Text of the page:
Reread the focus story, Brown Bear, Brown Bear, What Do You See?, encouraging students to join in on the repetitive phrases. For phoneme discrimination, ask students to listen to the following names of animals from the story, Brown Bear, Brown Bear, What Do You See? Do the animal names contain the same beginning sound?
Point children's attention to the mural from yesterday. Remind students that yesterday they had to work to remember the order the animals saw each other to complete the mural. Today, they need to remember the same order - because they will be the animals! Choose students to play the part of the animals from the story and give each one a necklace depicting an animal. Students not chosen will get to be the children shown at the end of the story who name all of the animals they see! Let all students say the first line of the story together. When the student wearing the brown bear necklace hears the word bear, he or she stands up and goes to the front of the room. The brown bear then says the next line in the story and the red bird takes his/her place next to the bear. Continue through the end of the story...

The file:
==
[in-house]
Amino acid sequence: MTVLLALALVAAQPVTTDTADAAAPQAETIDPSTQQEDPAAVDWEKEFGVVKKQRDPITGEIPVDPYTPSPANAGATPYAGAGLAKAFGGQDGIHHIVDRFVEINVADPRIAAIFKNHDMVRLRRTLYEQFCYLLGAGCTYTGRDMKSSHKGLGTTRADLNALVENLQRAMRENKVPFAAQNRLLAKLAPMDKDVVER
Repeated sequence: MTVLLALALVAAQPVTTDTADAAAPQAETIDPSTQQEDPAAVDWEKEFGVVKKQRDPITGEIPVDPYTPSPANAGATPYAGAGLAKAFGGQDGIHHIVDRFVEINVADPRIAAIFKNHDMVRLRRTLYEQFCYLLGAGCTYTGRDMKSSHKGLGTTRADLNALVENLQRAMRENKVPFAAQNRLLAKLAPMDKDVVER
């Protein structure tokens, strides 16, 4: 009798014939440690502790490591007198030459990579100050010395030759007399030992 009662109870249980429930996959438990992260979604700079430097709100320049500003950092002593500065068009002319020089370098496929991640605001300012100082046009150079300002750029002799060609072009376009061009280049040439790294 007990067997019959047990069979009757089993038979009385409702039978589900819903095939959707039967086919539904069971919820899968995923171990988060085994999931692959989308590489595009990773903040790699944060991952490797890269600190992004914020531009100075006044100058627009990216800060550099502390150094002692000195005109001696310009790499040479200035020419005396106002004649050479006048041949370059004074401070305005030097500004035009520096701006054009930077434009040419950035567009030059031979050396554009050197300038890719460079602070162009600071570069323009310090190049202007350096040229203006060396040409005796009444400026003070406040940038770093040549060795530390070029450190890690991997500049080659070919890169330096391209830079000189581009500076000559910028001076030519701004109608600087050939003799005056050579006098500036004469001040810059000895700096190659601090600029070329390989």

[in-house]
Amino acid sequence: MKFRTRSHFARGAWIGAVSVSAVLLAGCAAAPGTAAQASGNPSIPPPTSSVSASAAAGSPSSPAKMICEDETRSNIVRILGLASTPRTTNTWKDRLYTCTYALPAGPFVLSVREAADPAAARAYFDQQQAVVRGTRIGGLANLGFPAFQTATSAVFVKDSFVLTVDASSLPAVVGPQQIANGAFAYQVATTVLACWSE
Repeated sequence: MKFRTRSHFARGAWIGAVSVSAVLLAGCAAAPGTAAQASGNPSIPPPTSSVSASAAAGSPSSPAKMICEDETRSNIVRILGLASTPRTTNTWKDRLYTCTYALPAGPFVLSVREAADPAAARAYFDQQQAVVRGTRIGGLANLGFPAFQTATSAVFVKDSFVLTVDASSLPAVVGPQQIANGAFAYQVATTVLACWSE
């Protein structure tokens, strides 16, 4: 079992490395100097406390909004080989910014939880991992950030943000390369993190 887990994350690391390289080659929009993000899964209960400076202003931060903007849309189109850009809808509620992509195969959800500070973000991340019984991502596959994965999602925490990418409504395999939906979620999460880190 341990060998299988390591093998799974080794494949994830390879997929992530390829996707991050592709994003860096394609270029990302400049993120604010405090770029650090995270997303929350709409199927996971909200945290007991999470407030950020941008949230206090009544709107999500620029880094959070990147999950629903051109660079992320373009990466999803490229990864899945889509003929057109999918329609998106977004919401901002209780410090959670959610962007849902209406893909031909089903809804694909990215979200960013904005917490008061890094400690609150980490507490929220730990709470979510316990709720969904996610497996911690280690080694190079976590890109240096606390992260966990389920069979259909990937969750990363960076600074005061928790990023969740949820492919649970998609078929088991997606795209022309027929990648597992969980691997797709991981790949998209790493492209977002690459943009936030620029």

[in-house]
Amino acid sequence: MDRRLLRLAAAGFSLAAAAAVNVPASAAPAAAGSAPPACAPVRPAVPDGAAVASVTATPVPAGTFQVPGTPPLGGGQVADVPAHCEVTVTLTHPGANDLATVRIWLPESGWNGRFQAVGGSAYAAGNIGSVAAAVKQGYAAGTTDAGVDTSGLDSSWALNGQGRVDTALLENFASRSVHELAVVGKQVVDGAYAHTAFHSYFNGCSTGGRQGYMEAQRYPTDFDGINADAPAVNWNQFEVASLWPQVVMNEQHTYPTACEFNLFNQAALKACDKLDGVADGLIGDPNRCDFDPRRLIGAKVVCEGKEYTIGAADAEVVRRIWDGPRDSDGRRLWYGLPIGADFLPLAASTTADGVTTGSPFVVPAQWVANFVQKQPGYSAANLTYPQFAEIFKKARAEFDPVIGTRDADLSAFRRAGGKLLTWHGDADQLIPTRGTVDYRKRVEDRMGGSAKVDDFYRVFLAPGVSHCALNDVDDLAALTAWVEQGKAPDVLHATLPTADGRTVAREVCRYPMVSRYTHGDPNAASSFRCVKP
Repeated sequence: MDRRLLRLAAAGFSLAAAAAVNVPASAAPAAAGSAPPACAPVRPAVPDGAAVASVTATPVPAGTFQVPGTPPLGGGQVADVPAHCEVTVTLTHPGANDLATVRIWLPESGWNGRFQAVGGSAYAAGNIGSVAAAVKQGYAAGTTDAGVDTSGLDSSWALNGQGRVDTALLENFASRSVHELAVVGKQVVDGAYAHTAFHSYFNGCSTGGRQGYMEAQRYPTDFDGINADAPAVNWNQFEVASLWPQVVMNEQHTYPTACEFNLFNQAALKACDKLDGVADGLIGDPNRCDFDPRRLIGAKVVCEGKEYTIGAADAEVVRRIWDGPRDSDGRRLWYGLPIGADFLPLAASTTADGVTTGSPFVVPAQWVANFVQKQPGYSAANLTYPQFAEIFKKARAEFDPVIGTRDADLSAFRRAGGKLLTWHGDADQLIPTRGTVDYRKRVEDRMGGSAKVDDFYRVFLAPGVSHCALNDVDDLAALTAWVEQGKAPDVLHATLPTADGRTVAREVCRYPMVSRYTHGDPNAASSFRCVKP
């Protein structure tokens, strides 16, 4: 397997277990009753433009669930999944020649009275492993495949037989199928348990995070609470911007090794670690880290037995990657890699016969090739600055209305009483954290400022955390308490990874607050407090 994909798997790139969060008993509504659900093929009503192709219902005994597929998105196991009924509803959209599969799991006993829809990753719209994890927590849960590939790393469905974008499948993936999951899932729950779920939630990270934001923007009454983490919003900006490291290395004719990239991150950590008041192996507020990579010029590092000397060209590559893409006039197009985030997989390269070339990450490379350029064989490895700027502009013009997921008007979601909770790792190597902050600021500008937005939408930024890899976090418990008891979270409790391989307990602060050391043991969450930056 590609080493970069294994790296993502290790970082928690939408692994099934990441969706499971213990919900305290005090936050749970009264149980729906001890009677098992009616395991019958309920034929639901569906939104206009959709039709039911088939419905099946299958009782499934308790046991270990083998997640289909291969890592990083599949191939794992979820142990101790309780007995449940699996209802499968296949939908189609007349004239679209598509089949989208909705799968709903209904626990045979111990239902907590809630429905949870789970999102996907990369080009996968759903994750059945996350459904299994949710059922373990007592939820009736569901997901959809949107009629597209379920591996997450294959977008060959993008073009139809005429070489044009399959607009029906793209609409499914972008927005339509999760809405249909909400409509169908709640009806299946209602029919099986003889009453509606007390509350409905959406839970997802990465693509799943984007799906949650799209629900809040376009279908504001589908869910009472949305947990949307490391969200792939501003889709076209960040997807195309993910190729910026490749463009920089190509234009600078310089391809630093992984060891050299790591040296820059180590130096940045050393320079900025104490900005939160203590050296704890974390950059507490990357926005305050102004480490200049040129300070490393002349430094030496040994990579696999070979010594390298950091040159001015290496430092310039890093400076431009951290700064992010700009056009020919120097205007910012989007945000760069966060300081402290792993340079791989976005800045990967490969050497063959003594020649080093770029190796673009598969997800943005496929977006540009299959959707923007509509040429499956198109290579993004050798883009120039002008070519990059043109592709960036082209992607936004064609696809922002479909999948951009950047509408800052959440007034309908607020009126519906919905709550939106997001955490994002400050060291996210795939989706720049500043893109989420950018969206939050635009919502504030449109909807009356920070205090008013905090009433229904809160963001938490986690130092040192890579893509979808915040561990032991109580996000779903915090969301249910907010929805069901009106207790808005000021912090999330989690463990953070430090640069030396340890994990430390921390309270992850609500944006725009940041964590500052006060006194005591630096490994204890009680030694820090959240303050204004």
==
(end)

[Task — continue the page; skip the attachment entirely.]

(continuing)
Introduce this week's companion story, I See Colors by Rozanne Lanczak Williams. Take a picture walk, asking students to state what color they see. Call on students to also orally share, in a complete sentence, an object that they see. For example, " I see a red jumprope." Return to the front cover and read the story all the way through with the students. Brainstorm additional things that are red and items that are blue (exp. Red - apple, tomato, stop sign, etc.).